Latest renewables procurement process effectively only open to new players

Wind turbines in Estonia.
Wind turbines in Estonia. Source: Siim Lõvi /ERR

A new renewable energy tender process only pertains to electricity generation equipment to be newly installed in the vicinity of existing such facilities. In practice this may mean that only newcomers to the market can take part.

The government-organized procurement process is set to bring around 650GWh of green electricity to market

Previously, the state had mulled permitting allowing existing producers, including Enefit Green and Utilitas, to take part in the renewables procurement round via their existing or under-development projects.

However, a meeting with stakeholders at the Ministry of Economic Affairs and Communications held earlier this week established the principle that renewable electricity must be produced by a new production device, or by a new generation installation built next to an existing production device, in order to be eligible for the tender.

Economic affairs and communications minister Riina Sikkut (SDE) told ERR that: "Support from the state here must engender a stimulating effect, to enable us to add new capacities more rapidly."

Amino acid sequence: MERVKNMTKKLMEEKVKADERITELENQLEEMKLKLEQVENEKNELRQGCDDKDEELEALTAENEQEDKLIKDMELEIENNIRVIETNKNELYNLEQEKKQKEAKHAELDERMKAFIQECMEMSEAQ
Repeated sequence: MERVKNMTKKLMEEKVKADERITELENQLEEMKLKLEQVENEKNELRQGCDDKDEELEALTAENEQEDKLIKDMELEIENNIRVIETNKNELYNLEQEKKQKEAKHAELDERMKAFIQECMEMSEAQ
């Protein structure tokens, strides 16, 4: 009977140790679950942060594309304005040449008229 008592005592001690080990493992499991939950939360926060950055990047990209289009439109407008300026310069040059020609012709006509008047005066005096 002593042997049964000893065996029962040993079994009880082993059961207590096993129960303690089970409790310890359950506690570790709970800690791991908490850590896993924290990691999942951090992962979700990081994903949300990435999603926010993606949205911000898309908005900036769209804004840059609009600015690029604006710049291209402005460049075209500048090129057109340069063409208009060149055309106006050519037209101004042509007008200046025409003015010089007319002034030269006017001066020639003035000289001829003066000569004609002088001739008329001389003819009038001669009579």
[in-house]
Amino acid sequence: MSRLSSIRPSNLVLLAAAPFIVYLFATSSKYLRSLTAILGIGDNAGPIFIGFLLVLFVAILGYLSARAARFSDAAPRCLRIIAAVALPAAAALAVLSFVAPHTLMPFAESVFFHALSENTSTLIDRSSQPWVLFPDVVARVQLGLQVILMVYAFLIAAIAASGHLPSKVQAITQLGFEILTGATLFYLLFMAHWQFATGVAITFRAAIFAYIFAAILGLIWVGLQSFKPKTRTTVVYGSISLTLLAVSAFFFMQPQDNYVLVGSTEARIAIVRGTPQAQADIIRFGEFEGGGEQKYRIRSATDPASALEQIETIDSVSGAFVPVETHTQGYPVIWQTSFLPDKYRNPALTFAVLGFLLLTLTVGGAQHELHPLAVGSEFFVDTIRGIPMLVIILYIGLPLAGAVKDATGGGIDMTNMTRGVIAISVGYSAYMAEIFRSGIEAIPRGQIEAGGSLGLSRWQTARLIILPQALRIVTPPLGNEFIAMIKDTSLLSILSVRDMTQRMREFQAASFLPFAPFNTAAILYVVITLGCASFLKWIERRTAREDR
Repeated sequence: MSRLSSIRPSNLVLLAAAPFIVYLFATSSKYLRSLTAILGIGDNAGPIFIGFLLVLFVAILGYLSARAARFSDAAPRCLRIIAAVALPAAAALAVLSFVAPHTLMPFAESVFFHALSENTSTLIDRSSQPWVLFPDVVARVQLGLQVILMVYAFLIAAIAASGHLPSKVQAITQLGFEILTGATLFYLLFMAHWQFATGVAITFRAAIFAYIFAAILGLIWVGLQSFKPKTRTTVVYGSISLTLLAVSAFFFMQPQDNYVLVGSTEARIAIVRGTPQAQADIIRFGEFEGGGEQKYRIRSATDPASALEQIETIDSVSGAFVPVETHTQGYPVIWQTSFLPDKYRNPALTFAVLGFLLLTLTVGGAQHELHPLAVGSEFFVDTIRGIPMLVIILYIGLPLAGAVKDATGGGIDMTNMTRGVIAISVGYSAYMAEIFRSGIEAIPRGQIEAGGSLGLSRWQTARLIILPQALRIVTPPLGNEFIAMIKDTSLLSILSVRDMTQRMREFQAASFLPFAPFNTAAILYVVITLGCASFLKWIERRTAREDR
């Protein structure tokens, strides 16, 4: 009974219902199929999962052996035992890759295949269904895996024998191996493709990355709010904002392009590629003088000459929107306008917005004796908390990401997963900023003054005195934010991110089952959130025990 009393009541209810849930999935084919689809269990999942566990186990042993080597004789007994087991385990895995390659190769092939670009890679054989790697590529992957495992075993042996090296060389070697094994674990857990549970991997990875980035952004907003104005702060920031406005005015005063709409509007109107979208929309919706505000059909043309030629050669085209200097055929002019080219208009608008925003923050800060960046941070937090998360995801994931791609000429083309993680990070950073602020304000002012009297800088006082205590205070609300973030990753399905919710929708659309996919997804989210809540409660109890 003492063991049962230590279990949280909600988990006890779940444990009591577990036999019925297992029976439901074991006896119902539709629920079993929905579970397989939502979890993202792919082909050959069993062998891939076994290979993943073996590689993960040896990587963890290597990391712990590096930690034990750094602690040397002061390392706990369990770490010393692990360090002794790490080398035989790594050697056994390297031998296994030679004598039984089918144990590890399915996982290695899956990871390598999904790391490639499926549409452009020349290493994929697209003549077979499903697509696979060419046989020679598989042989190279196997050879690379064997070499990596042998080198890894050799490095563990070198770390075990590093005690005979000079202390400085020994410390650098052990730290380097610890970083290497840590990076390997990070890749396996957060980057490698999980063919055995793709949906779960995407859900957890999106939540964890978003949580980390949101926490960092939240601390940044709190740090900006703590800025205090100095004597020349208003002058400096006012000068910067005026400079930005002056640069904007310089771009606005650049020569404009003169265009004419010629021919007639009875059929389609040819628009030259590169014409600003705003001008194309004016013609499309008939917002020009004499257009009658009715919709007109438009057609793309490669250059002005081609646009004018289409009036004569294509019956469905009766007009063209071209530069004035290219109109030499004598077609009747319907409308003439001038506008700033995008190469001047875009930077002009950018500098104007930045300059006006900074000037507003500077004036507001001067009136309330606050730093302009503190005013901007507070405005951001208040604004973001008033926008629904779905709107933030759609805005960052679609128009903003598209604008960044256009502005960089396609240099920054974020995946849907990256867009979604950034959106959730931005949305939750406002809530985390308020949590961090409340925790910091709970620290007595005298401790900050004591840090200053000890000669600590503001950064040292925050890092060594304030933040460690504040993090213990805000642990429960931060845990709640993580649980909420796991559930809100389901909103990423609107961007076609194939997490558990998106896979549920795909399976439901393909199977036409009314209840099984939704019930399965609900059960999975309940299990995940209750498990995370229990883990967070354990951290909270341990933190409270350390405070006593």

The quantities constitute the largest supply of renewable energy in Estonia to date, as noted at 650GWh.

Parameters have been set at €12 per MWh, with a guaranteed sales revenue of €45 per MWh and a support ceiling of €20 per MWh.

Priit Lepasepp, board chair at Sunly, which develops solar and wind farms, said that the wording of the ministry's draft has changed to the extent that only those wind farms that have not yet started operation can participate.

Lepasepp said: "For the most part, this is similar to the previous auctions that have been carried out. A requirement that 50 percent of the production takes place in the first and fourth quarter is also in place."

Lepasepp added that this latter requirement relates to the renewables auctions needing to be tech-neutral, which is difficult to regulate. Both wind and, naturally, solar energy generation, tend to be in short supply in the winter.

The subsidy is based on the state assuming that a producer's revenue, including that subsidy, does not exceed €45 per MWh in any hour, on the day-ahead Estonia area electricity market exchange.

The government has set a goal of bringing the share of renewable electricity in Estonia to one hundred percent by 2030. 

According to consumption forecasts, the country needs to produce at least 9.4 TWh of green electricity per year to achieve this outcome.

The 2021 figure for renewable-source electricity stood at 2.88 TWh, accounting for 29 percent of total electricity consumption in Estonia that year.

The tender winners must start producing renewable energy by or in mid-2027.


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Editor: Andrew Whyte, Karin Koppel

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